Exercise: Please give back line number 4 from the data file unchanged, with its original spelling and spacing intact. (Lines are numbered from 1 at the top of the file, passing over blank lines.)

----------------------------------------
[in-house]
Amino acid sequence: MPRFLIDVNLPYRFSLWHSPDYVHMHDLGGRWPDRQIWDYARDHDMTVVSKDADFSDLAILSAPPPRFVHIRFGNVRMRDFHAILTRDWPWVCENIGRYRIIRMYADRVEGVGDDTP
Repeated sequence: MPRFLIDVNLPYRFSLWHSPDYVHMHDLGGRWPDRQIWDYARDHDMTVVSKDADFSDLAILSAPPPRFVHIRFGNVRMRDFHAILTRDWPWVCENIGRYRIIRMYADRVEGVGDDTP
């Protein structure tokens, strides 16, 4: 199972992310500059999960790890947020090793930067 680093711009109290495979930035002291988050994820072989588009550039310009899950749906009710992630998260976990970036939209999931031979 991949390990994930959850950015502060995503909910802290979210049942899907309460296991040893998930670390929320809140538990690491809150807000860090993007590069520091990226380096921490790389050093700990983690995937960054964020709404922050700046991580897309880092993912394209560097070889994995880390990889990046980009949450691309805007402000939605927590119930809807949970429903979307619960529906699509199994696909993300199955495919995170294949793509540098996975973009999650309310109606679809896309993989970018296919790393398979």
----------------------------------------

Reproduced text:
């Protein structure tokens, strides 16, 4: 199972992310500059999960790890947020090793930067 680093711009109290495979930035002291988050994820072989588009550039310009899950749906009710992630998260976990970036939209999931031979 991949390990994930959850950015502060995503909910802290979210049942899907309460296991040893998930670390929320809140538990690491809150807000860090993007590069520091990226380096921490790389050093700990983690995937960054964020709404922050700046991580897309880092993912394209560097070889994995880390990889990046980009949450691309805007402000939605927590119930809807949970429903979307619960529906699509199994696909993300199955495919995170294949793509540098996975973009999650309310109606679809896309993989970018296919790393398979």